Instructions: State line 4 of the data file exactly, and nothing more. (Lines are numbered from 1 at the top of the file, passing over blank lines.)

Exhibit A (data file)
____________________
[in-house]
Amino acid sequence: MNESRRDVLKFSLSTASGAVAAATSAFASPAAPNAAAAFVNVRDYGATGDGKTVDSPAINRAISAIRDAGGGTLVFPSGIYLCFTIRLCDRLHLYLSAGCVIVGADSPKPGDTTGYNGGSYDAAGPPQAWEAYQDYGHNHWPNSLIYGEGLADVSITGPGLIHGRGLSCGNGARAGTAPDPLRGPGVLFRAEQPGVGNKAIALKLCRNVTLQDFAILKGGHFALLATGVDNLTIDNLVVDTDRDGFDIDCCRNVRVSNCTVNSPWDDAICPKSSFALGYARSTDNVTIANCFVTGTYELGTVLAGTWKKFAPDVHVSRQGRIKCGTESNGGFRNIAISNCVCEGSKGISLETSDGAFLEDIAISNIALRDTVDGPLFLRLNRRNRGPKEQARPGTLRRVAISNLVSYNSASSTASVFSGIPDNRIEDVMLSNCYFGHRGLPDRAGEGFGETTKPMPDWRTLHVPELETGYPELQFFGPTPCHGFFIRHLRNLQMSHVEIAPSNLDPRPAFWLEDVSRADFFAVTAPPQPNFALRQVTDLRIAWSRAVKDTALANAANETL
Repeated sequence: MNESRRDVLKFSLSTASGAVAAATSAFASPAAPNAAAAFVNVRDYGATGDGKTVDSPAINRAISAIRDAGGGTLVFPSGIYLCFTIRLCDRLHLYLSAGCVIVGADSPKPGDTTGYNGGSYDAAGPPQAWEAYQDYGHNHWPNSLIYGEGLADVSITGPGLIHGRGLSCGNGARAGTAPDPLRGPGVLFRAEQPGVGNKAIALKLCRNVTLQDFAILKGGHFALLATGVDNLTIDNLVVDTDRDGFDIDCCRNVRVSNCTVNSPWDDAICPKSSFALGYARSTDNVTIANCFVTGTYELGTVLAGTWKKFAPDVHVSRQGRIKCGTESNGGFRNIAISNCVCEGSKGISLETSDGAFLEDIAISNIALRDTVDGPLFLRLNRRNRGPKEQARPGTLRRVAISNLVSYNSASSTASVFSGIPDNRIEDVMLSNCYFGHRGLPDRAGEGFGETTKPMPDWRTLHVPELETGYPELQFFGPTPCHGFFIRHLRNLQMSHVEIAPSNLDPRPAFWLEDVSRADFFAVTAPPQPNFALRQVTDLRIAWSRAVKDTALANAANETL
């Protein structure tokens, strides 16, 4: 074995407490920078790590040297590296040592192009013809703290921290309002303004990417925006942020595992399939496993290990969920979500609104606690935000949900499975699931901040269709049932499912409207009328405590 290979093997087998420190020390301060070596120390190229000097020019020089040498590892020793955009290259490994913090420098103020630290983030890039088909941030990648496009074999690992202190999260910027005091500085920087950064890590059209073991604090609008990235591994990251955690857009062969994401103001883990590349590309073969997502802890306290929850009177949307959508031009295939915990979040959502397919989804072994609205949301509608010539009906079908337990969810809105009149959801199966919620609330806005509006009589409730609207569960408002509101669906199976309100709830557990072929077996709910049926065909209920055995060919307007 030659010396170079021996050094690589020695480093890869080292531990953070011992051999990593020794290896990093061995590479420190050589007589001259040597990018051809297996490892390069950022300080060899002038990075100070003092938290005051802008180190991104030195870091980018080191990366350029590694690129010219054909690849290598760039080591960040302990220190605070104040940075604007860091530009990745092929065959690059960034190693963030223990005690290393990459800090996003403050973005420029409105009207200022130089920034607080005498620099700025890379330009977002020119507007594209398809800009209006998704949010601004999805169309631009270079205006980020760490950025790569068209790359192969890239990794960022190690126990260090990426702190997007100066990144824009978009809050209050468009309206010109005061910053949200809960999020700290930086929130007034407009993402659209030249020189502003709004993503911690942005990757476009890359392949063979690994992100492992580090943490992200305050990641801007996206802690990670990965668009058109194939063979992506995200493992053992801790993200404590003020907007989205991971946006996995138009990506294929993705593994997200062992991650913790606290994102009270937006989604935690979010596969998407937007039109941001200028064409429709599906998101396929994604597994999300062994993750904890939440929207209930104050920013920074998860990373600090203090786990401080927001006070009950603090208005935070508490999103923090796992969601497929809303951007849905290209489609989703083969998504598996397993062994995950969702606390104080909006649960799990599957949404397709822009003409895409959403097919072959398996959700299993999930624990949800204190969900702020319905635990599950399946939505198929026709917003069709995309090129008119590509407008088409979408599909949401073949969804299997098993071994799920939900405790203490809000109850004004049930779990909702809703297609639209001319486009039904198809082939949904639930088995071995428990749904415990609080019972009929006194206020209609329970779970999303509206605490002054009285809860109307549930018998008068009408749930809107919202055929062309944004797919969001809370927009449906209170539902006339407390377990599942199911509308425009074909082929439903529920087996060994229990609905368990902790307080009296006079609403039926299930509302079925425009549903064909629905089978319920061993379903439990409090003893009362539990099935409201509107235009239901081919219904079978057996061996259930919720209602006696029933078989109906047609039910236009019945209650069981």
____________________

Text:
């Protein structure tokens, strides 16, 4: 074995407490920078790590040297590296040592192009013809703290921290309002303004990417925006942020595992399939496993290990969920979500609104606690935000949900499975699931901040269709049932499912409207009328405590 290979093997087998420190020390301060070596120390190229000097020019020089040498590892020793955009290259490994913090420098103020630290983030890039088909941030990648496009074999690992202190999260910027005091500085920087950064890590059209073991604090609008990235591994990251955690857009062969994401103001883990590349590309073969997502802890306290929850009177949307959508031009295939915990979040959502397919989804072994609205949301509608010539009906079908337990969810809105009149959801199966919620609330806005509006009589409730609207569960408002509101669906199976309100709830557990072929077996709910049926065909209920055995060919307007 030659010396170079021996050094690589020695480093890869080292531990953070011992051999990593020794290896990093061995590479420190050589007589001259040597990018051809297996490892390069950022300080060899002038990075100070003092938290005051802008180190991104030195870091980018080191990366350029590694690129010219054909690849290598760039080591960040302990220190605070104040940075604007860091530009990745092929065959690059960034190693963030223990005690290393990459800090996003403050973005420029409105009207200022130089920034607080005498620099700025890379330009977002020119507007594209398809800009209006998704949010601004999805169309631009270079205006980020760490950025790569068209790359192969890239990794960022190690126990260090990426702190997007100066990144824009978009809050209050468009309206010109005061910053949200809960999020700290930086929130007034407009993402659209030249020189502003709004993503911690942005990757476009890359392949063979690994992100492992580090943490992200305050990641801007996206802690990670990965668009058109194939063979992506995200493992053992801790993200404590003020907007989205991971946006996995138009990506294929993705593994997200062992991650913790606290994102009270937006989604935690979010596969998407937007039109941001200028064409429709599906998101396929994604597994999300062994993750904890939440929207209930104050920013920074998860990373600090203090786990401080927001006070009950603090208005935070508490999103923090796992969601497929809303951007849905290209489609989703083969998504598996397993062994995950969702606390104080909006649960799990599957949404397709822009003409895409959403097919072959398996959700299993999930624990949800204190969900702020319905635990599950399946939505198929026709917003069709995309090129008119590509407008088409979408599909949401073949969804299997098993071994799920939900405790203490809000109850004004049930779990909702809703297609639209001319486009039904198809082939949904639930088995071995428990749904415990609080019972009929006194206020209609329970779970999303509206605490002054009285809860109307549930018998008068009408749930809107919202055929062309944004797919969001809370927009449906209170539902006339407390377990599942199911509308425009074909082929439903529920087996060994229990609905368990902790307080009296006079609403039926299930509302079925425009549903064909629905089978319920061993379903439990409090003893009362539990099935409201509107235009239901081919219904079978057996061996259930919720209602006696029933078989109906047609039910236009019945209650069981």